It was just last week when I wrote an article that praised Russell Martin‘s defensive ability, but yesterday Kevin Kennedy and Jim Duquette of Sirius/XM radio accused Martin of tipping his pitches.
Here is what they said (via Andrew Marchand of ESPN New York):
Duquette: “Russell Martin, how this has gone on all year I’ll never know. But it hasn’t really been picked up all that much and really hasn’t hurt them seemingly right now. I’ll be curious if it will hurt them against some of the better teams or in the postseason. You’re watching David Robertson pumping fastballs against Adam Jones late in the game, an important at-bat, the Orioles are down a run. Here comes a breaking ball and Russell Martin is, Kev, what did you text me?”
Kennedy: “He had his tail up high, and early. I texted you that I’m calling every pitch about 3 seconds, 5 seconds before it is released.”
Duquette: “As a hitter you can’t really see it but you can certainly be signaled. As a right handed hitter the first base coach could signal something to you, or if there is a runner on base, you’re down there at second base, you don’t even need to know the signs.”
Kennedy: “Was it [Nick] Markakis who stole second on the curveball? It made me wonder if he saw, I mean, the situation dictated a curve, that could be one thing, but also you could see that Russ had his tail up higher. Clearly his tail was really low whE. Robertson was throwing his fastball. And he threw a bunch of fastballs in a row. The situation with Adam Jones up dictated a curve ball, two strikes, even [broadcaster] Jim Palmer said that, you gotta believe he’s going to throw a curve here. And so Markakis steals second and, sure enough, a couple of beats before Robertson starts his delivery Martin sets up early and you could see his tail up. And I’m saying curveball. So what I’m saying is, coaches can see that, the first base coach can see that, the third base coach can see that. There are ways to relay that to the hitter whether you just yell his name or say, ‘Come on, Adam,’ or whatever. There’s all different kinds of ways you can relay that, if that’s what you’re into. Some teams aren’t into it. But I’m just telling you if you were my catcher and I’m going to the postseason and let’s say I play against the Red Sox, I don’t want my catcher telegraphing pitches. Because there’s going to be a couple players that are smart and will get it, there’s going to be a couple coaches that are smart that will get it. I guarantee there are coaches out there listening to us right now that see the same thing we’re talking about. I guarantee it is in somebody’s report, guarantee it.”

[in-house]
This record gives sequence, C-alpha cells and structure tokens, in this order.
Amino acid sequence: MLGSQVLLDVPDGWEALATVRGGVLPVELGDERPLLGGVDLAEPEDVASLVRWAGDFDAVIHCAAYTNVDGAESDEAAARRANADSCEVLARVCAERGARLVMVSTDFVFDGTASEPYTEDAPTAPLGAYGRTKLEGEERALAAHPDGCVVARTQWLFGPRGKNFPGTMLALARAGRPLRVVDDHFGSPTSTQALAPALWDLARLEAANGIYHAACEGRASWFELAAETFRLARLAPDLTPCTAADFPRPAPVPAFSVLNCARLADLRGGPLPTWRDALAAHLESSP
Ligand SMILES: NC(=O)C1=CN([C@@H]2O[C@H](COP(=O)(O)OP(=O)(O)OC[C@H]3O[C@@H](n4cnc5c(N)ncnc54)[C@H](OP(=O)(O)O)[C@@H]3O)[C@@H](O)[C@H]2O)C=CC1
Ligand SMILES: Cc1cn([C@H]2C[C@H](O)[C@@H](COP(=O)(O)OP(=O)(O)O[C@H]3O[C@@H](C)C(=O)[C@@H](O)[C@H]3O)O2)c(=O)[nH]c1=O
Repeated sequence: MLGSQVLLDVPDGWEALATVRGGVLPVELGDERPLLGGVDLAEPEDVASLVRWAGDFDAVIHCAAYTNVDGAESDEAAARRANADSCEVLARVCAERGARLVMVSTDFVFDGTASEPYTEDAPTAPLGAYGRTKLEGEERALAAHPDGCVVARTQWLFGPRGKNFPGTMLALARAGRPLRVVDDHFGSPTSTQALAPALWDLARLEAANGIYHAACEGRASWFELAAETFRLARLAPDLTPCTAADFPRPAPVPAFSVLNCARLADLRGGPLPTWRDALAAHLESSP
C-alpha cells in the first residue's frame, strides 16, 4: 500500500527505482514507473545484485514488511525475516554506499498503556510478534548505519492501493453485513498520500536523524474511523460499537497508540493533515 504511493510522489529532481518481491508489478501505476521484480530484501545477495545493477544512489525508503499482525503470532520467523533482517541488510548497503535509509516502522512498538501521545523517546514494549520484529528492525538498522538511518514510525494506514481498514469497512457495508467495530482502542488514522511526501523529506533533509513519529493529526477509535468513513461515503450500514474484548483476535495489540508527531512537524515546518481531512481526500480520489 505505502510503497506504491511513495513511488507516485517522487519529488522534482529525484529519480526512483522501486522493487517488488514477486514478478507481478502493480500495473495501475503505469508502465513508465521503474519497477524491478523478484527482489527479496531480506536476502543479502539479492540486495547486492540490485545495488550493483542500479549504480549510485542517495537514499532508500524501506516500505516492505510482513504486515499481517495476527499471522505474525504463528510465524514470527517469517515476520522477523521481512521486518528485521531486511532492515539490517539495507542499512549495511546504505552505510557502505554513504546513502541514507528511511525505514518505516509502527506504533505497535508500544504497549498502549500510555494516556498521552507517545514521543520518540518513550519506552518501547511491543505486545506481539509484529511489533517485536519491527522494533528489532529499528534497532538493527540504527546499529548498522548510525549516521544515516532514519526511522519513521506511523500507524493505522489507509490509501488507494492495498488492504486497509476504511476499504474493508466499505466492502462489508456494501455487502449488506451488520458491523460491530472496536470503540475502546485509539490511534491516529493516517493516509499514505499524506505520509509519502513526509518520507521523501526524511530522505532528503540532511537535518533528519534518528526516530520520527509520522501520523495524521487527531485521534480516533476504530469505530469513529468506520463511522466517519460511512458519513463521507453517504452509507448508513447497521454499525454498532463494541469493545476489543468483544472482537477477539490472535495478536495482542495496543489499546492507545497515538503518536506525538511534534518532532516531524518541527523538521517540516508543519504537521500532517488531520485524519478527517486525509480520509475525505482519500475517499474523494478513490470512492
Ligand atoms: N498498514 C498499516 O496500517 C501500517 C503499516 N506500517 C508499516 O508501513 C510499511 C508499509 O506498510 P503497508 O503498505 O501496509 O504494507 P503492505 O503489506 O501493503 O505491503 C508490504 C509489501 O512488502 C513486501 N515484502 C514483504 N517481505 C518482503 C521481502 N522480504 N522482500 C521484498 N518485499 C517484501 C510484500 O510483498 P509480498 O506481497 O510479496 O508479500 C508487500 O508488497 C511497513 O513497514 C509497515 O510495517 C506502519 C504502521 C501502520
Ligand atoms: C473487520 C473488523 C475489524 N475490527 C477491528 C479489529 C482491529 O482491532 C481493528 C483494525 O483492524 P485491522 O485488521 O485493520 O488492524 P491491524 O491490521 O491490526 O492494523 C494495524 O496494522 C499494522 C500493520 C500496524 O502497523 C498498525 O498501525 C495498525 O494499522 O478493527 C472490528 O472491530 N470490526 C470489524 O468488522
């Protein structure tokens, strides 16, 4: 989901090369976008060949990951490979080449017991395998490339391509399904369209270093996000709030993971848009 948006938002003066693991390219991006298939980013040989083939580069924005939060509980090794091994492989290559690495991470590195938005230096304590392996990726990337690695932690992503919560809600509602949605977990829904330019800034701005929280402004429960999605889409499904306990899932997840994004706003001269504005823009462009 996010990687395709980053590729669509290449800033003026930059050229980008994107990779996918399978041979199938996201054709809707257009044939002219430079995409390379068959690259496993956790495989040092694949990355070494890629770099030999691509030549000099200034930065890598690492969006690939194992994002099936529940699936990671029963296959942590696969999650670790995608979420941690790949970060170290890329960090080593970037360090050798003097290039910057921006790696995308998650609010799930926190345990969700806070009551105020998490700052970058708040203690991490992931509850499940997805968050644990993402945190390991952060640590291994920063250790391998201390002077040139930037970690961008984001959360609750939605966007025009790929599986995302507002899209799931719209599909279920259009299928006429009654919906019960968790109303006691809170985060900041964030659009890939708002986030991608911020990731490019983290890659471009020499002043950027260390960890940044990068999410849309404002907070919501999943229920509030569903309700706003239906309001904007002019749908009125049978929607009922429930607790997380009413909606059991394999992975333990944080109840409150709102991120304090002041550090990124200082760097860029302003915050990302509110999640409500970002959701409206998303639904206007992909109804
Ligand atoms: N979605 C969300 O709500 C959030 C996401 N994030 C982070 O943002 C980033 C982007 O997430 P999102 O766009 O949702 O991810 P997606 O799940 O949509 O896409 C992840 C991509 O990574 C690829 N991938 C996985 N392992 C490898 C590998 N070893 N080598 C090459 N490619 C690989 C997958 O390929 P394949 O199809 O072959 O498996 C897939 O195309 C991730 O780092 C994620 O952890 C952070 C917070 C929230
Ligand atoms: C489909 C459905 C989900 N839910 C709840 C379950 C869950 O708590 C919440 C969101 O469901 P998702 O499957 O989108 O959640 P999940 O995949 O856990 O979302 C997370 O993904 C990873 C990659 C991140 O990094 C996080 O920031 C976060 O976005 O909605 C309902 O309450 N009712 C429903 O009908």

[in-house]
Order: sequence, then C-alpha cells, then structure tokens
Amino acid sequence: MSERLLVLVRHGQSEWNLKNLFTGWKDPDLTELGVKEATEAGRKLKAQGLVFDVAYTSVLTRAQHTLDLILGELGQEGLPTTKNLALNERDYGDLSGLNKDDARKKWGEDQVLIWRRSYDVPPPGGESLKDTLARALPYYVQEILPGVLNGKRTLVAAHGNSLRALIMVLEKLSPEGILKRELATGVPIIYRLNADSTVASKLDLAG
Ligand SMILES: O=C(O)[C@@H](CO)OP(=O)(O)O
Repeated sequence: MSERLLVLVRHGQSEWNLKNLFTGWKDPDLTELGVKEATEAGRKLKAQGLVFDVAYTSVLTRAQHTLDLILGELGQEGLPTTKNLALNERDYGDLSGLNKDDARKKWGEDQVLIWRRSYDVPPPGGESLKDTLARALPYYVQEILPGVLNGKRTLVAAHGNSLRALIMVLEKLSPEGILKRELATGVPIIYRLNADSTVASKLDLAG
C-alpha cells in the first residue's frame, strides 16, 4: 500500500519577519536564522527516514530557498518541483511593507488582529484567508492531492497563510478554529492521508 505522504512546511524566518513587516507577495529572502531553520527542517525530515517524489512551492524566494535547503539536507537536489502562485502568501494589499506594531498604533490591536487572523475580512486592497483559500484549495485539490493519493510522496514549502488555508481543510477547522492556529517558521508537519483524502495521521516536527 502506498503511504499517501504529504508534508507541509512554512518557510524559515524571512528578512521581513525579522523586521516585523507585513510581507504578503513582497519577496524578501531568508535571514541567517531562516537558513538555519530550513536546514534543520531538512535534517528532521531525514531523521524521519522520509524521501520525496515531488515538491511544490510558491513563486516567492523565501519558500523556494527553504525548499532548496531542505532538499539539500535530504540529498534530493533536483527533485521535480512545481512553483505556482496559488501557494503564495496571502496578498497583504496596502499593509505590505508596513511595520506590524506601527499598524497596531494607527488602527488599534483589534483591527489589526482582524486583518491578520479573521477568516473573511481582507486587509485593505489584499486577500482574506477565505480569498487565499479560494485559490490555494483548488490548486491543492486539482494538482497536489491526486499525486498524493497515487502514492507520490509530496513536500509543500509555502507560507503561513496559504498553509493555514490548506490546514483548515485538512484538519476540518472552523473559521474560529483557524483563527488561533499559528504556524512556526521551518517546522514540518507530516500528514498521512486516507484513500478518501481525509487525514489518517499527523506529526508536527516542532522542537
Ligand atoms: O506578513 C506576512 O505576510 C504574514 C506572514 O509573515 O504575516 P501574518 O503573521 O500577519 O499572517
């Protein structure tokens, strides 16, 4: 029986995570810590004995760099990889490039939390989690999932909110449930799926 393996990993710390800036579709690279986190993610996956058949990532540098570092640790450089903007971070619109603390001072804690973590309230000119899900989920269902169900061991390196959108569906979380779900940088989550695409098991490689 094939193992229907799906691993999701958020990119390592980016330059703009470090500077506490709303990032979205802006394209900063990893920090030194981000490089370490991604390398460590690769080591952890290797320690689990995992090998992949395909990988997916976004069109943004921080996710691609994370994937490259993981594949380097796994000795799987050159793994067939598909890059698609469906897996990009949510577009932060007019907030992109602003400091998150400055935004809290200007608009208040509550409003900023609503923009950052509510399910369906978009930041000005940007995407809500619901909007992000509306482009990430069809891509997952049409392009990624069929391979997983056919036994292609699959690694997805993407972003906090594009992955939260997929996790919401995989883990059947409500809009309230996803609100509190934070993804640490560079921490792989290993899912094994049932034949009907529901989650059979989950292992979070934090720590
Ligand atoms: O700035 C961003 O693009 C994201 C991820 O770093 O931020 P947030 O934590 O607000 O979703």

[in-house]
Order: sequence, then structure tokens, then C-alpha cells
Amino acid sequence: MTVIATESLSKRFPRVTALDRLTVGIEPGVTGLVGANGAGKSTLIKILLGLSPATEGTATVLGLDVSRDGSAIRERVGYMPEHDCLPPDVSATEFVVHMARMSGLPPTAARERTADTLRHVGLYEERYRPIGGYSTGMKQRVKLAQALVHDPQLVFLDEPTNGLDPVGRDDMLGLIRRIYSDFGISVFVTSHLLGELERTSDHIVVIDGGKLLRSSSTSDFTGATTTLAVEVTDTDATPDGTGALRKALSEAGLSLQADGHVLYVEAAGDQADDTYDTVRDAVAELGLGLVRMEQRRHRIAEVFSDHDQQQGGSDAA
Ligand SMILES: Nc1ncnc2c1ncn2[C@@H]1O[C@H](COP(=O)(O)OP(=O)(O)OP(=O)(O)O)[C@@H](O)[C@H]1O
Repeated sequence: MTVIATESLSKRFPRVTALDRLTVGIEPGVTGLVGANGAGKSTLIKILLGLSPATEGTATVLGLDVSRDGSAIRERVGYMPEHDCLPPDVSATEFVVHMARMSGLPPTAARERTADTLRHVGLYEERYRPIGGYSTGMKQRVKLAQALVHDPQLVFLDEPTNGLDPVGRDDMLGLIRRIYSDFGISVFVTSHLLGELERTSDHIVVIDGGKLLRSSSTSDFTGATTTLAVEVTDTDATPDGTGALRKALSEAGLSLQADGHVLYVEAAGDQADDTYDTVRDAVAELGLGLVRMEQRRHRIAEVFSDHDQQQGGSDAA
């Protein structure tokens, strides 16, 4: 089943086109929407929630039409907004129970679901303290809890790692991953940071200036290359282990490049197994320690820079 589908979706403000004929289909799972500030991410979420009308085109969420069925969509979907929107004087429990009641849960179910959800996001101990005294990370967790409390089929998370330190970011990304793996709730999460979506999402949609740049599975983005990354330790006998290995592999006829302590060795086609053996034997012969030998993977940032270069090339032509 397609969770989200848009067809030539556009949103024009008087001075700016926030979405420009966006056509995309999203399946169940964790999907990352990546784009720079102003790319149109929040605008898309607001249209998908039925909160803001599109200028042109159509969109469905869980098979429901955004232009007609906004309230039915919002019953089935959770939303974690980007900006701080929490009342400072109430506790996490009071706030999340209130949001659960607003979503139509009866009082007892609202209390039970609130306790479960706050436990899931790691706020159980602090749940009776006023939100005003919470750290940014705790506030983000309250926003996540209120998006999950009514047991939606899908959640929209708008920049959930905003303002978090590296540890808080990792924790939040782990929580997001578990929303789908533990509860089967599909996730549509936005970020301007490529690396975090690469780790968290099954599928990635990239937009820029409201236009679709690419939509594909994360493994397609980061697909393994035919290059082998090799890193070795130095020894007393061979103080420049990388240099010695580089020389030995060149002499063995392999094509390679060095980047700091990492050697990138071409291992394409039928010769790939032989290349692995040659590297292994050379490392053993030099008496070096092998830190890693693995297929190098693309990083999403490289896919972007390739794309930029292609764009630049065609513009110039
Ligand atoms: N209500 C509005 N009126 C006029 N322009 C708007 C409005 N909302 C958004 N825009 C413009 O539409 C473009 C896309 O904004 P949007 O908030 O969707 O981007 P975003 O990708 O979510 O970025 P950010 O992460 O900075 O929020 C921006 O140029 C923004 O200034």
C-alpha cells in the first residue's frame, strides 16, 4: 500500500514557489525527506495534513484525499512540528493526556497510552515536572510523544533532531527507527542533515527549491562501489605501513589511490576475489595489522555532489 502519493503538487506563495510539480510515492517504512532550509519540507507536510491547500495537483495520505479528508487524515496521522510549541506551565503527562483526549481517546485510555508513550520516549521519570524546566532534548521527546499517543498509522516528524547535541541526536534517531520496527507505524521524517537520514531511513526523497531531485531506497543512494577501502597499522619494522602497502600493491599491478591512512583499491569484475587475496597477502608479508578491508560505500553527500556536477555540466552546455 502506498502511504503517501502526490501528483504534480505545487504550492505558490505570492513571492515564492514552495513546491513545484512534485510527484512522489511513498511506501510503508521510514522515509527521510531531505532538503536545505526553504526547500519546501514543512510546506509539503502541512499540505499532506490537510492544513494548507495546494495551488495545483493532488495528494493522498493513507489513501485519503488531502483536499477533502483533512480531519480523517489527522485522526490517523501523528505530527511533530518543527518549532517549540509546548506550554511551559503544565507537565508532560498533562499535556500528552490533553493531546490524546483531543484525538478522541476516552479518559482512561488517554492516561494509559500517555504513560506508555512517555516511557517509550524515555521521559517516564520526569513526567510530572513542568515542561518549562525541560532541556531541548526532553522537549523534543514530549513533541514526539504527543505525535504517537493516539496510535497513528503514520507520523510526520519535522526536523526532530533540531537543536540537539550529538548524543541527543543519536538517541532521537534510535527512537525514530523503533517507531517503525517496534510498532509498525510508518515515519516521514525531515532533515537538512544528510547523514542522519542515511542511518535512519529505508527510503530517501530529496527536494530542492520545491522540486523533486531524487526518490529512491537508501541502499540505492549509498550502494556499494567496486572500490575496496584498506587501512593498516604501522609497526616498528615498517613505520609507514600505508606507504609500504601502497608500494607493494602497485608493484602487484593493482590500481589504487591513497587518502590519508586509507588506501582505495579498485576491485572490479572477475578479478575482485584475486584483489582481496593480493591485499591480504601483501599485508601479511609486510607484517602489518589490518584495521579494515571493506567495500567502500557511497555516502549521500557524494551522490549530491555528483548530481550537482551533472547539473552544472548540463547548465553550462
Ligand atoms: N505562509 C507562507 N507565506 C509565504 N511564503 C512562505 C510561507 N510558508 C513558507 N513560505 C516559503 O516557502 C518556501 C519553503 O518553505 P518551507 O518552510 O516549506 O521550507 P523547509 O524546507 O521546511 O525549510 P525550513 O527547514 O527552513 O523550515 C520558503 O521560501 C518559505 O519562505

Here is Martin’s retort (via George King of the NY Post):
“I rarely set up early. It might happen occasionally depending on the pitcher because some guys want me to set up early with guys on base,” Martin said. “A.J. [Burnett] wants an early target but it’s something I look out for because it’s one of the things they teach you, don’t set up early.”
I haven’t noticed it, but not being a scout things generally have to stand out or I have to be specifically looking for them to notice something like this. So it’s hard to say if their accusation is correct. We can check for it now, but now that it has been called to his attention there is a very good chance that he’ll correct it.
This is a good example of why we as fans generally can’t accurately judge just how good a catcher is, it’s such a subtle position. We can see if a guy is obviously good or obviously bad, but in the middle it is hard to judge. It’s why I laugh when fans who have seen Jesus Montero in one or two spring training games try to say whether or not he’s a good or bad catcher. There is a lot to the position – blocking balls, throwing out runners, calling a game, creating a repertoire with the pitchers, not letting him tip his pitches, not tipping their pitches, and even more.